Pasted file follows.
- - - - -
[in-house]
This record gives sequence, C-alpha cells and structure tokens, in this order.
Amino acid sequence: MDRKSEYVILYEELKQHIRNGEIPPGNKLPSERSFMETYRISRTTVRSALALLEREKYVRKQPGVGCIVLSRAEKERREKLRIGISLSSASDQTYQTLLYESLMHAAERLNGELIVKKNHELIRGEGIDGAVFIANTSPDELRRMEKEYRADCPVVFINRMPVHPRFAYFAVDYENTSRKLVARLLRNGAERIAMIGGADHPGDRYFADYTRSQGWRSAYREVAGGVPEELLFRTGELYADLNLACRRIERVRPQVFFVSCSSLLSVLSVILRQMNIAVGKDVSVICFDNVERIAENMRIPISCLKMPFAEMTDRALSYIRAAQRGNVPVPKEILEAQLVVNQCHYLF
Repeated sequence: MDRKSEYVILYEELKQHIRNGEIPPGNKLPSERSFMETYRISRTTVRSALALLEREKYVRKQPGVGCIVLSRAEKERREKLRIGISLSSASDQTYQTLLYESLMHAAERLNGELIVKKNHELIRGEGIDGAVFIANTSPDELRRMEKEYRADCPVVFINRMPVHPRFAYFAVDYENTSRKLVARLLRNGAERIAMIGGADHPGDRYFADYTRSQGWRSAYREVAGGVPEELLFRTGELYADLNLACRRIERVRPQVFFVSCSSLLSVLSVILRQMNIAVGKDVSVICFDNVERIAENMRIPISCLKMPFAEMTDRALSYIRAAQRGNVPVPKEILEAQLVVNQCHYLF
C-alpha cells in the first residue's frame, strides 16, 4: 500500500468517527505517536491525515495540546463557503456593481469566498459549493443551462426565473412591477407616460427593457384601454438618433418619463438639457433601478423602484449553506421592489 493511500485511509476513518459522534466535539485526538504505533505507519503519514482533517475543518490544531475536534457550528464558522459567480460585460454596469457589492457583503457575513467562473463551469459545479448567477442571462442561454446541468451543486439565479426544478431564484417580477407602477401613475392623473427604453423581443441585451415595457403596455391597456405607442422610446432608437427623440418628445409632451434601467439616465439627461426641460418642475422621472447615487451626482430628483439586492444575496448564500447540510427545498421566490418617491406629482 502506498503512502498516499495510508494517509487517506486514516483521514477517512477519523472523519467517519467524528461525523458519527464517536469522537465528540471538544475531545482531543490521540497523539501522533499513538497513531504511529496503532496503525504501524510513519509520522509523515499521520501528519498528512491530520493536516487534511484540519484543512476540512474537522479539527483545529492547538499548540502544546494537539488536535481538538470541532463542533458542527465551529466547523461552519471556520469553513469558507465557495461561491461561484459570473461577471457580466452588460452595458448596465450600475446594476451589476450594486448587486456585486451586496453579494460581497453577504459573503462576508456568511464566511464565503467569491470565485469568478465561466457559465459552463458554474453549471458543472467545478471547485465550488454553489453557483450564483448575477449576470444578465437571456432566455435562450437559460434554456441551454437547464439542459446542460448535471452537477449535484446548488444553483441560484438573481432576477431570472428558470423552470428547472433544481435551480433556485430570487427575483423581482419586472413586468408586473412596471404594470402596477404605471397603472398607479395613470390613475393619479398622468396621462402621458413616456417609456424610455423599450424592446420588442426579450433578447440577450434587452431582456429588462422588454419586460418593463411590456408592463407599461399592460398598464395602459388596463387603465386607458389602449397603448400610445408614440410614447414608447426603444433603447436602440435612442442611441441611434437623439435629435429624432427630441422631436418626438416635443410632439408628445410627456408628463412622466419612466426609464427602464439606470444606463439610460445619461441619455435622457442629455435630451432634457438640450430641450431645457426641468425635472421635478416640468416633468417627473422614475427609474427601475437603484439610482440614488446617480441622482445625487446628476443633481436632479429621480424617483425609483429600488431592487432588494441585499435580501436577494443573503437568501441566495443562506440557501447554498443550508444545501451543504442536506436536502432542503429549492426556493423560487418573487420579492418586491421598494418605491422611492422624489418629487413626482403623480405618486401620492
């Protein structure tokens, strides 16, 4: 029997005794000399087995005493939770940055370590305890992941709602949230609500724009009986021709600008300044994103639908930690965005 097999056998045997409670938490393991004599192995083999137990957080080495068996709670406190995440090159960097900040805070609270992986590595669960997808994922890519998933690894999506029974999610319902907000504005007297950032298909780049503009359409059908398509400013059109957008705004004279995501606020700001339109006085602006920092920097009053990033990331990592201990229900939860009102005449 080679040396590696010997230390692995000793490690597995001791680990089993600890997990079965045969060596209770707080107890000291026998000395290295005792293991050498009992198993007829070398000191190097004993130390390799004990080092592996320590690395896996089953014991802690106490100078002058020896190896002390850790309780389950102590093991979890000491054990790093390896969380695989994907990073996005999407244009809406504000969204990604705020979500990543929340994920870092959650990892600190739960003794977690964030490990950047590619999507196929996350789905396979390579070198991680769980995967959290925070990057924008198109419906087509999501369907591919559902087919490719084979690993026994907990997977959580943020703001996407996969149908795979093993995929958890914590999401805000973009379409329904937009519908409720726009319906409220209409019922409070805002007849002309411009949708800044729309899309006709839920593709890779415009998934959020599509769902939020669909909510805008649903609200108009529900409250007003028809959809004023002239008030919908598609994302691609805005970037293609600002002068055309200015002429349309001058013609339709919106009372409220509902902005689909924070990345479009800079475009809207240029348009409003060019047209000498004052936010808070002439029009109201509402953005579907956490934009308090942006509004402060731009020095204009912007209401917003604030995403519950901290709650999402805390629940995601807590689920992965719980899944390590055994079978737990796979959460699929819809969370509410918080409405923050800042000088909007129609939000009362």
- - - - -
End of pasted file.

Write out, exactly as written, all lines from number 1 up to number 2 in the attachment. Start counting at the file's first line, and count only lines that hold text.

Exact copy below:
[in-house]
This record gives sequence, C-alpha cells and structure tokens, in this order.